WWOOF – volunteering on organic farms
Earlier this year I had an absolutely unique opportunity to travel for 3 months across South America (here you can read more on this topic). Of course, the entire trip was an unforgettable adventure, but probably the most interesting part of it was our two-week volunteering experience on an organic farm in Argentina, in the region of Mendoza, through an organization called WWOOF. Would you like to find out how it works? Then this article is for you!
How does WWOOFing work?
WWOOF – World Wide Opportunities on Organic Farms is a network of organisations connecting organic farmers with people interested in volunteering on their farms. Local WWOOF organisations exist in most countries. Each country has a separate website where people can look for volunteering opportunities. There is a one-time fee for accessing the database – for Argentina, it was 30 EUR, but prices may differ slightly, depending on the country. After making the payment, you will receive an e-mail with a complete list of farms registered in the given country. The list contains a description of each farm, its location, information about the hosts, their families, their habits and the tasks involved when working on the farm. Some farmers require a minimum length of stay, some are more flexible and that was the case of our farm. We wanted to stay there for no more than two weeks and there was absolutely no problem about it. Farmers provide volunteers with accommodation and food in exchange for some help with their daily tasks. We chose a farm in the region of Mendoza, famous for wine production. We hoped that this would allow us to visit some of the local vineyards & wineries and taste their delicious wines.
Why did we decide to participate?
There were two main reasons. First – when travelling for a few months, you need to be careful not to go over budget. We wanted to visit Mendoza anyway, so WWOOF seemed like a great option to save on accommodation & food. Then, we wanted to spend some time in an unconventional way. Apart from ticking typically touristic places off our list, we felt like visiting a less known, provincial town, where people live according to their own rhythm, undisturbed by crowds of tourists. We also thought it would be a good idea to spend some time with a local family and find out how life of Argentinian people look like in a rural area.
Our volunteering in Mendoza
We easily found a “less known, provincial town”. It was called General Alvear and did not have any tourist attractions (other than being located in the very heart of a world-famous wine region). Approximately 30,000 people inhabit the town and the closest city is San Rafael (around 100 km from General Alvear). Upon our arrival, we expected to meet old, experienced farmers. This did not happen. We were welcome by Carlos – 31 years old, his 25-year old wife Ayelen and their 9-month old daughter Aneley (who is by far the most adorable, easy-going baby we have ever met).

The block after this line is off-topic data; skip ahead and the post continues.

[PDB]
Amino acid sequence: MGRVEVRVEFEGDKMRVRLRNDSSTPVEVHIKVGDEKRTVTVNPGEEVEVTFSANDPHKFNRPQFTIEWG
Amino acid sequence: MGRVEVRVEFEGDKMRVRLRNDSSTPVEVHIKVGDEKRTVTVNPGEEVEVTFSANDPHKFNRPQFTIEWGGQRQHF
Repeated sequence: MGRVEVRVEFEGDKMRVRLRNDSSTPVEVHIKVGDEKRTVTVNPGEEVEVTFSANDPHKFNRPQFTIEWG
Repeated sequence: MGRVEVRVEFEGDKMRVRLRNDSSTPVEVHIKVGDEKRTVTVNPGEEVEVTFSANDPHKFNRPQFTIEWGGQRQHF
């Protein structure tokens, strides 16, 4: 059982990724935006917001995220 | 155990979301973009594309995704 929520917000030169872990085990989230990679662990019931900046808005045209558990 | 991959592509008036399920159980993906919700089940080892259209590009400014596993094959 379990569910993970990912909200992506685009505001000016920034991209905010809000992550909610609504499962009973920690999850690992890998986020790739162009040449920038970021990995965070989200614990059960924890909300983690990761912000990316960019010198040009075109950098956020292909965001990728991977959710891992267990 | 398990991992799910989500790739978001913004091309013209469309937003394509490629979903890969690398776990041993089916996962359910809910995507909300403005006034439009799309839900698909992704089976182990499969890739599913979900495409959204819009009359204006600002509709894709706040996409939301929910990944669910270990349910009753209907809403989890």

Until quite recently, Carlos used to work in a factory in Buenos Aires, but he dreamt about a completely different life. That’s why he bought a piece of land in General Alvear where his parents in-law and Ayelen’s brother with his wife and son had lived already for some time. With some help from his friends, he built a small hut and started running a farm. Although in this case, “farm” is probably too big a word. It is simply a small garden, in which Carlos and Ayelen grow fruits, vegetables and herbs – exclusively for their own use, not for sale. They also have 6 hens, which they keep only for eggs, not for meat, as they are both vegetarians. Thanks to this little garden, its owners are almost completely self-sufficient. 80% of the products that land on their table are their own. Sometimes they also exchange with their neighbours who grow different types of plants. They buy only such items as bread, flour, grains, pasta and so on. And wine, which in this region is extremely cheap.
You might want to ask where they get the money for shopping, since the farm does not bring any profit. Well, apart from being farmers, they are also craftsmen – they make their own jewellery and dishes, mainly mates and bombillas, used for drinking yerba mate. They sell their products at local markets, mostly in the summertime.
How did our daily work look like?
Our main task was to prepare a winter garden. Carlos showed us a piece of land and asked us to dig up grass and remove weed so that in the future he could grow some fruit and veg on this terrain. Sounds like an easy task but you have to consider the fact that our stay on the farm took place in February – which is the middle of summer. At this time of the year, temperatures in Mendoza reach almost 40 degrees Celsius. Therefore working in the garden was only possible very early in the morning or in the evenings. Actually, it was our own decision when and for how long we wanted to work. Carlos didn’t control us at all and he didn’t give us any instructions or orders. We had to organize our own work. As we really wanted to provide some help to our hosts and make our short stay on the farm worthwhile, we tried to wake up as early as possible and started our work when they were still asleep.
Other tasks involved cooking from time to time or helping Carlos and Ayelen when they made their jewellery and dishes. Apart from us, there were a few other volunteers on the farm – one German girl, one American and a French couple with their dog. Everyone had their own tasks. When we were working in the garden, the other people were planting seeds, feeding the chicken, building a dry toilet or cooking.
Is WWOOFing only about work?
Absolutely not! During the two weeks spent on the farm, we had quite a lot of free time. Among other things, we visited a small local winery called „Cavas del Artesano”. We were shown around the place by its lovely and helpful employees. They organised a free tasting of a few different types of wine and then offered us a lift to the town centre. I can’t express how grateful we were for this gesture, as we didn’t fancy to walk back to town in the extreme heat.